By all accounts, Peter Jackson’s Hobbit has been a remarkable event similar to that of Avatar. It introduced new state-of-art techniques that have turned a blockbuster opening into a worldwide cultural event. Kudos to Mr. Jackson.
As a producer of content for commercials, branded content, marketing and even indie films, will this affect you? If you are thinking of using some of this new technology there are a couple things you need to keep in mind. The technology, the expense and your audience.
Mr Jackson was breaking new ground with The Hobbit but he was using off the shelf camera systems from Red that had merely been customized to shoot in a 3D rig. For all intensive purposes, if you had the money, we could have a similar setup working on your project next week. However, we’ll need to bring in a 3D expert on set to make sure your cameras are functioning accurately for 3D and that the effects will render properly. Also the higher frame rate will require more light since the cameras are working twice as fast.
Shooting two cameras at once for 3D means twice as much data. Shooting twice as fast means twice as much data again. Shooting at 5K means more than twice as much data again. Data storage has gotten cheaper as of late but it also becomes a manpower issue. All this data must be checked and backed up continuously. This will mean a significant expense for your production. And we also mentioned previously that it will require more lighting. That will cost you too. Big lights cost big money. And we haven’t even gotten to post production yet – but as you can imagine, it will cost you.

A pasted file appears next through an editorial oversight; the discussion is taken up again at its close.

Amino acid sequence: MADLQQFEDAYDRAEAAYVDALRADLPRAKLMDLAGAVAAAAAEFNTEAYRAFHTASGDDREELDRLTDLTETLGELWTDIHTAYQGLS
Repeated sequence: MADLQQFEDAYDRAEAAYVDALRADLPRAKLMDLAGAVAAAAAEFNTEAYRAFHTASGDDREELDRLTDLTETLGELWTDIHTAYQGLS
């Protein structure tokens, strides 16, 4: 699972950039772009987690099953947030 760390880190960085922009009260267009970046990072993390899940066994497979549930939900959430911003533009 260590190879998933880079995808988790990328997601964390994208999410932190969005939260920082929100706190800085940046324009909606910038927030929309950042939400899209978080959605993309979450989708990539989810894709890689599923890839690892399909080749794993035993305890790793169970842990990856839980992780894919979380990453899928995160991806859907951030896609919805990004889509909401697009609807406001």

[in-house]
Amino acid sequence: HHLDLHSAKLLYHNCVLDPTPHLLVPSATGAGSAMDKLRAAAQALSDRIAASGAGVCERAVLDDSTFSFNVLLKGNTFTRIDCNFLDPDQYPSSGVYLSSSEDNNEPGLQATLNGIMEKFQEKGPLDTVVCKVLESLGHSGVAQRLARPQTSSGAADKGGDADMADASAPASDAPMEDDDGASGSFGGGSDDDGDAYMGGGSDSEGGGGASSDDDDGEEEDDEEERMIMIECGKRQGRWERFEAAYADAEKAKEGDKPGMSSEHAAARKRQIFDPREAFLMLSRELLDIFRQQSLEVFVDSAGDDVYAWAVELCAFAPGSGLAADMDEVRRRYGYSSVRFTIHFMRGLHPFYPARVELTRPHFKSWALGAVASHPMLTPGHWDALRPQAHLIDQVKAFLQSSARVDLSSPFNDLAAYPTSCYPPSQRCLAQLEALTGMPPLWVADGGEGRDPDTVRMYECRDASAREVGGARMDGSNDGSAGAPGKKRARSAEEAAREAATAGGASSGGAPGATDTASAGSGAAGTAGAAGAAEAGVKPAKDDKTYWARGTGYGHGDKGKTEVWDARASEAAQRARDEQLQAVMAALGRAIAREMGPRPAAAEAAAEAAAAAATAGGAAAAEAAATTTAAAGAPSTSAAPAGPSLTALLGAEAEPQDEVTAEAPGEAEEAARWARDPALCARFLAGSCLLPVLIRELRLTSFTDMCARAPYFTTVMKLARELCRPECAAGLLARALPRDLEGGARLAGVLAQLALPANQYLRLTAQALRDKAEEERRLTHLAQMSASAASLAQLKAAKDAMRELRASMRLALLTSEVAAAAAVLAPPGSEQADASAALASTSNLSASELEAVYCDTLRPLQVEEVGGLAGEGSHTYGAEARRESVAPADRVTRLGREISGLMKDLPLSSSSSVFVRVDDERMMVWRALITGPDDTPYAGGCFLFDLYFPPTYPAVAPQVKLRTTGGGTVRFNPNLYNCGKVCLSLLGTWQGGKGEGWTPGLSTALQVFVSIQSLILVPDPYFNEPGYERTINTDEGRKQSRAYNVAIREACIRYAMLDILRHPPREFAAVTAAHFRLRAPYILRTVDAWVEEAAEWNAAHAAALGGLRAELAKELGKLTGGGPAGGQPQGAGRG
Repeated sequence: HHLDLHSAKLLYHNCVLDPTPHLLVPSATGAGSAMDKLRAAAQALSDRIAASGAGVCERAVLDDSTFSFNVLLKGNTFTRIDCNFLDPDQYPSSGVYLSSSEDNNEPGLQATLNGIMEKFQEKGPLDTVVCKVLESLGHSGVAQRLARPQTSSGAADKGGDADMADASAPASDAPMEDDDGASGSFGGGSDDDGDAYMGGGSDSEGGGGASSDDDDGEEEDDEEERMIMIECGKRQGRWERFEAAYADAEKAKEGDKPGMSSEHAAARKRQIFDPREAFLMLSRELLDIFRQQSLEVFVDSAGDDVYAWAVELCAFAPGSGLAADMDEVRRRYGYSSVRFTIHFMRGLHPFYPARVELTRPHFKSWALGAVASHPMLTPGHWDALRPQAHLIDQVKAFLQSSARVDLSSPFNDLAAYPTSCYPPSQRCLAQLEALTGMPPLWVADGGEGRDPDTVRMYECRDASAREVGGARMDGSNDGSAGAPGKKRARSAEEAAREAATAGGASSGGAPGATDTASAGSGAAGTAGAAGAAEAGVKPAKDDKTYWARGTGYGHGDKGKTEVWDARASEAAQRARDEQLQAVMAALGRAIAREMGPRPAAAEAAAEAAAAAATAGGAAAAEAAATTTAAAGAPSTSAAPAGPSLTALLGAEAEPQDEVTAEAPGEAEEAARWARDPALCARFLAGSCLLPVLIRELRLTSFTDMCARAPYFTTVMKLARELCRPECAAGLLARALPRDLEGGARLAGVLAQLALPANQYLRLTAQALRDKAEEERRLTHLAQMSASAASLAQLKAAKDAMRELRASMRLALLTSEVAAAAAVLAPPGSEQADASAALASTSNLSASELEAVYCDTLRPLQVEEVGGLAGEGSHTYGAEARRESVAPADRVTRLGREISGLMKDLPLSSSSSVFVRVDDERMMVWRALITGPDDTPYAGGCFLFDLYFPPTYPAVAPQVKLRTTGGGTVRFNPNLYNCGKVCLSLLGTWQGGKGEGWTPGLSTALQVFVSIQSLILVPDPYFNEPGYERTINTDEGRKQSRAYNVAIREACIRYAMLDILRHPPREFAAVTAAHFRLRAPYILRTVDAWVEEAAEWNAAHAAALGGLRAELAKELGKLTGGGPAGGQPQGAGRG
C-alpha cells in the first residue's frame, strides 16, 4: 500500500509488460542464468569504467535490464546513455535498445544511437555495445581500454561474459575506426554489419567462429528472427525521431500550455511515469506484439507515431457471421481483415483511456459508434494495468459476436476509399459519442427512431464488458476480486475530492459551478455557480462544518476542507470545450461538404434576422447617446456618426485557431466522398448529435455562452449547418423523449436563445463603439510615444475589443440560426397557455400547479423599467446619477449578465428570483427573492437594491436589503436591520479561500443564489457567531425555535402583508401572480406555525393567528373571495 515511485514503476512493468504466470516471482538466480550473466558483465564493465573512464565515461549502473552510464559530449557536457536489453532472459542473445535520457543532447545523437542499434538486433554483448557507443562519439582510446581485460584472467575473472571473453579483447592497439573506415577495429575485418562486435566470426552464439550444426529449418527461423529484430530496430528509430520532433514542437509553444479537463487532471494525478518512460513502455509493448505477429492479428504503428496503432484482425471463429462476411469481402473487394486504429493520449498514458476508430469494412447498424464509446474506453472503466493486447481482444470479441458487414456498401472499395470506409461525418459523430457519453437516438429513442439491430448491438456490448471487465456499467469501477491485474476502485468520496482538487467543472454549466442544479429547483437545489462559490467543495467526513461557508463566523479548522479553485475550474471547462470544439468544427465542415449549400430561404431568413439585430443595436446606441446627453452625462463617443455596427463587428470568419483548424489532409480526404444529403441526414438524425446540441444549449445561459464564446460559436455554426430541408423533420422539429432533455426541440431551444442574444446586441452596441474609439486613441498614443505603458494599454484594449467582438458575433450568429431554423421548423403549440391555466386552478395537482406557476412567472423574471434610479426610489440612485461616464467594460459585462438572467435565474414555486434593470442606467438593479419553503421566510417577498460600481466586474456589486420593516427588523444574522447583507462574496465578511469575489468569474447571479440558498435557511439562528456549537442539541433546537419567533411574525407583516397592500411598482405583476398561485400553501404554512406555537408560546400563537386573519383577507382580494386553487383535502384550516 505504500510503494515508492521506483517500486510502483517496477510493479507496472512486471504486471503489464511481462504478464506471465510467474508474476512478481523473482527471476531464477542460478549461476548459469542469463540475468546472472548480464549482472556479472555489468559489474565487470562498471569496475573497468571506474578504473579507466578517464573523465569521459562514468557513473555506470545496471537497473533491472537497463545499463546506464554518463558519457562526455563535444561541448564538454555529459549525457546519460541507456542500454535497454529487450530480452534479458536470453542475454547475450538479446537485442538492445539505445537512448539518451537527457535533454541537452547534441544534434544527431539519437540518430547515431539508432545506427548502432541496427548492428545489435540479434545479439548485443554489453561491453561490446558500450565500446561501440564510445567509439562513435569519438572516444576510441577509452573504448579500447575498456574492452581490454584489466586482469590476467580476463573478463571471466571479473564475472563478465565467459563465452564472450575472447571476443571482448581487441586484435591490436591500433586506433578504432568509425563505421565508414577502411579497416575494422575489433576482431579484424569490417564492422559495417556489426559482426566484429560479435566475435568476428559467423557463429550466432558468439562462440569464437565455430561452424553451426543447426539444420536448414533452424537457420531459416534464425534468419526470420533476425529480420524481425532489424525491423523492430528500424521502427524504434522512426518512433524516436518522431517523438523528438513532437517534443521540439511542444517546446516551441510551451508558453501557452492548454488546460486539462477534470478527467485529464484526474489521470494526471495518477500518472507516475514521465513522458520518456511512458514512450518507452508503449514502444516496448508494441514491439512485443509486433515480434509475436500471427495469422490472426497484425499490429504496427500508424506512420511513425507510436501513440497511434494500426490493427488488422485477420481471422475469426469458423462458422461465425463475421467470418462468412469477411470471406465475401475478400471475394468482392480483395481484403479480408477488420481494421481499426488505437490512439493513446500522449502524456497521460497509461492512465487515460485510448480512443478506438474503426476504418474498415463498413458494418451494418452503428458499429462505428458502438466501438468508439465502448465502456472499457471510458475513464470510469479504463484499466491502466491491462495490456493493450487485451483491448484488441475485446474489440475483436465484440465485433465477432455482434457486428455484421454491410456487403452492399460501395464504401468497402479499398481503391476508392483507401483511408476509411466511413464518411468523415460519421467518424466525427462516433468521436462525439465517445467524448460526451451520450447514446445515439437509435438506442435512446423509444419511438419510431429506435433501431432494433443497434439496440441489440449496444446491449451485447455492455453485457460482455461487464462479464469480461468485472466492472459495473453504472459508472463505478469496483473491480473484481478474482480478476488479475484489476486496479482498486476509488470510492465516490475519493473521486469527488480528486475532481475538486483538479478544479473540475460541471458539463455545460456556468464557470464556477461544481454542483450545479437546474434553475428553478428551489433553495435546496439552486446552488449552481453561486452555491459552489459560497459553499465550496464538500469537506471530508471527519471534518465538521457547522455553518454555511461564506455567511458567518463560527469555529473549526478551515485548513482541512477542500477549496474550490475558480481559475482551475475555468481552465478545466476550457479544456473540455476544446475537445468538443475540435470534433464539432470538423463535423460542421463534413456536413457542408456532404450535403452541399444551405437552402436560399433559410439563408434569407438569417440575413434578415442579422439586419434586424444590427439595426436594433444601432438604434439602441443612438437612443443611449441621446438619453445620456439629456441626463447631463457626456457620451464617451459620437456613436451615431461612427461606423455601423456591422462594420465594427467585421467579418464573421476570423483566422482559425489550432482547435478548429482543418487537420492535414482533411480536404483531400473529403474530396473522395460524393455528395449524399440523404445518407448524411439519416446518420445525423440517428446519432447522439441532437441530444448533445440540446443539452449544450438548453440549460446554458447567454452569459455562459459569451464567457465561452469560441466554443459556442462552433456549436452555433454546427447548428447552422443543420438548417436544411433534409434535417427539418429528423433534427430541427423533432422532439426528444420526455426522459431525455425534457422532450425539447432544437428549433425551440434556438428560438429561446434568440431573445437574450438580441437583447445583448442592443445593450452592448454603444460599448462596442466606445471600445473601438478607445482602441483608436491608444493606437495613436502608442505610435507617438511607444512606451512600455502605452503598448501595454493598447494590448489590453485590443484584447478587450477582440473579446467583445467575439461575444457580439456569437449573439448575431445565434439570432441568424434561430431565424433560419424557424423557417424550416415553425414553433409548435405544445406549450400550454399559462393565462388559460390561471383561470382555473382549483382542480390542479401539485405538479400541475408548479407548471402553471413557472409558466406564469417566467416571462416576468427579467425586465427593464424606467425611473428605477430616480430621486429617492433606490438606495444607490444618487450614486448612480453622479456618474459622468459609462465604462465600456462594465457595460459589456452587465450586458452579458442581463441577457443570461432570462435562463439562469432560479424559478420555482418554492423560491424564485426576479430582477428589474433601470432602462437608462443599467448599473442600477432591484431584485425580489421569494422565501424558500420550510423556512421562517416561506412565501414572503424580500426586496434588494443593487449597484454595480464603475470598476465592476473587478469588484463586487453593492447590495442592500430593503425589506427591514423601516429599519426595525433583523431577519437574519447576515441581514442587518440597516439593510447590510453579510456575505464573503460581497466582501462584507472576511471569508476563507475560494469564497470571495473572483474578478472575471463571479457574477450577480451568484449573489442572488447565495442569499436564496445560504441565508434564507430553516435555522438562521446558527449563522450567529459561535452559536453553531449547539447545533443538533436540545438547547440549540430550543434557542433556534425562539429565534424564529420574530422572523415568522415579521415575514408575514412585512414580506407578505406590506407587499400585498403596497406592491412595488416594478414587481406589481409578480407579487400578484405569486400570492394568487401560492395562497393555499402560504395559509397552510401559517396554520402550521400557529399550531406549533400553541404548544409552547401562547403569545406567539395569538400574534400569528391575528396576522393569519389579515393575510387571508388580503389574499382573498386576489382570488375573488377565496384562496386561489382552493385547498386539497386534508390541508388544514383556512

For the time being, the only place someone can watch a Peter Jackson’s movie at 48fps in 3d is at a specially equipped movie theatre. And in 4K projection? Very few theaters. There are a lot of home televisions equipped with 3D technology. With the release of RedRay and some new televisions by Sony, we’re certainly going to see this high end of entertainment come to homes sooner than later. But how many people will have a 20K home theatre to watch this with? Not enough to warrant the increased cost except for the blockbuster filmmaker in the near term.
We should all keep our eyes on emerging technology too see how quickly it’s adapted by others and make our own decisions about when or if we should adapt it ourselves.